New Delhi: According to Dr Rakesh Mishra, director of Centre for Cellular and Molecular Biology (CCMB) the so called ‘N440K’ mutant strain of the virus is not very virulent as that of the original prevailing virus. He adds, “The CCMB researchers analyzed thousands of samples collected from various parts of the country including the states of Telangana, Andhra Pradesh, Maharashtra and Karnataka, to identify if there are any mutations observed in the existing SARS Cov-2 virus prevailing in the country.”
Similarly, the samples of coronavirus strain collected from Kerala have found to have undergone two more mutations namely C120Y and P84T. These mutations were noted in the samples analyzed earlier this month. However, these two mutations found in Kerala are restricted to that state and the numbers of people affected with these strains is also very low.
The CCMB researchers embarked on the analysis of the samples of the prevailing SARS-Cov-2 virus in India after the news of the highly virulent coronavirus mutant strain prevailing in UK came into force last month causing concern among the scientific community and healthcare experts in India.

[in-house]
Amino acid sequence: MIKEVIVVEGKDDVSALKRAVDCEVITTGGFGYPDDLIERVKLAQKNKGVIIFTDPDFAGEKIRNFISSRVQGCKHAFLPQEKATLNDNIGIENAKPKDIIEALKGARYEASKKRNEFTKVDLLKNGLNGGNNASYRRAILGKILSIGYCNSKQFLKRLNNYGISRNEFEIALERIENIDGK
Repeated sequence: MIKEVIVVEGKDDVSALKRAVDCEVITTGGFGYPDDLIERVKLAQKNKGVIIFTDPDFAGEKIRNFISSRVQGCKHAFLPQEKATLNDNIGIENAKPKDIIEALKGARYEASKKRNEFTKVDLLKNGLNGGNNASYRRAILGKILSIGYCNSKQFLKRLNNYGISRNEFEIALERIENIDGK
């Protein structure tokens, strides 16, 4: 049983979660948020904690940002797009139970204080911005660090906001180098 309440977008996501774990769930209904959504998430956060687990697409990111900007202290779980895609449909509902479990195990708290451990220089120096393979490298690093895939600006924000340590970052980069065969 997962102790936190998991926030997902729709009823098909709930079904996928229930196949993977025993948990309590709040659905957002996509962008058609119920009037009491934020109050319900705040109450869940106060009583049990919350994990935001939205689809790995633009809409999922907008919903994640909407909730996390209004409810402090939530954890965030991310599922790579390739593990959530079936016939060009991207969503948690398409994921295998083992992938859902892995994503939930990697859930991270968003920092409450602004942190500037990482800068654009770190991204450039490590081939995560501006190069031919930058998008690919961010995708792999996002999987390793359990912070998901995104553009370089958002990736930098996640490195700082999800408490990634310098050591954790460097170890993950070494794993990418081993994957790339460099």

“The basic objectives of analyzing the SARS-Cov-2 virus samples are to check on the mutations of the virus and its abilities to be virulent. As we have all been worried with the highly virulent Covid-19 virus prevailing UK, we also wanted to ascertain if the prevailing virus in India may also have undergone any mutation and if so how is it going to impact on our society,” observed a senior scientist involved in the analysis of the virus samples.
It is learnt from the CCMB research that though some samples collected from various states have shown mutations, however it is noted that those mutant strains are restricted to only to one or two states and they are found to be not much virulent. The scientists are now preparing a comprehensive data base of all the strains of mutant viruses and identifying which virus strain is more virulent and which is not.